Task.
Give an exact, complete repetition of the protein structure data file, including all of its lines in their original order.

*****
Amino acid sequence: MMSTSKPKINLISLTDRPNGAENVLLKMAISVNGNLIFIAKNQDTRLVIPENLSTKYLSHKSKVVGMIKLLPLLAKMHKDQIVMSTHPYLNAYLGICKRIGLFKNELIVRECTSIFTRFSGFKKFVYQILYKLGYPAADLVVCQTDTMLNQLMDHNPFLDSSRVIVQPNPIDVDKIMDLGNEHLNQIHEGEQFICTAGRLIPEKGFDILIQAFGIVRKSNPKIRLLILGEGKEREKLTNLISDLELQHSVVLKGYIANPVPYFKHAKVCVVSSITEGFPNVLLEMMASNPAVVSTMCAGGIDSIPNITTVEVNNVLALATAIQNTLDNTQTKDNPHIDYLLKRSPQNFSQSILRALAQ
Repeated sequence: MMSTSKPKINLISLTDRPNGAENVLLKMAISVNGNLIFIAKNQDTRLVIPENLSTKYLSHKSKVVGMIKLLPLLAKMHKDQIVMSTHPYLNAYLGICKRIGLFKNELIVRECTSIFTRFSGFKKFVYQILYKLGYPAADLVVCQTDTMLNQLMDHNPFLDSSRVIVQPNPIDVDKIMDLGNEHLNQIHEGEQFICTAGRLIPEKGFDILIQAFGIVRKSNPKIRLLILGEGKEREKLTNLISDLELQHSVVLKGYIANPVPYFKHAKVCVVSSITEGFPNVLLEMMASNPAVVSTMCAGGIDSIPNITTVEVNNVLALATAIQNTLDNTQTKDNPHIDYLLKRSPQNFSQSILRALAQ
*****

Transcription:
Amino acid sequence: MMSTSKPKINLISLTDRPNGAENVLLKMAISVNGNLIFIAKNQDTRLVIPENLSTKYLSHKSKVVGMIKLLPLLAKMHKDQIVMSTHPYLNAYLGICKRIGLFKNELIVRECTSIFTRFSGFKKFVYQILYKLGYPAADLVVCQTDTMLNQLMDHNPFLDSSRVIVQPNPIDVDKIMDLGNEHLNQIHEGEQFICTAGRLIPEKGFDILIQAFGIVRKSNPKIRLLILGEGKEREKLTNLISDLELQHSVVLKGYIANPVPYFKHAKVCVVSSITEGFPNVLLEMMASNPAVVSTMCAGGIDSIPNITTVEVNNVLALATAIQNTLDNTQTKDNPHIDYLLKRSPQNFSQSILRALAQ
Repeated sequence: MMSTSKPKINLISLTDRPNGAENVLLKMAISVNGNLIFIAKNQDTRLVIPENLSTKYLSHKSKVVGMIKLLPLLAKMHKDQIVMSTHPYLNAYLGICKRIGLFKNELIVRECTSIFTRFSGFKKFVYQILYKLGYPAADLVVCQTDTMLNQLMDHNPFLDSSRVIVQPNPIDVDKIMDLGNEHLNQIHEGEQFICTAGRLIPEKGFDILIQAFGIVRKSNPKIRLLILGEGKEREKLTNLISDLELQHSVVLKGYIANPVPYFKHAKVCVVSSITEGFPNVLLEMMASNPAVVSTMCAGGIDSIPNITTVEVNNVLALATAIQNTLDNTQTKDNPHIDYLLKRSPQNFSQSILRALAQ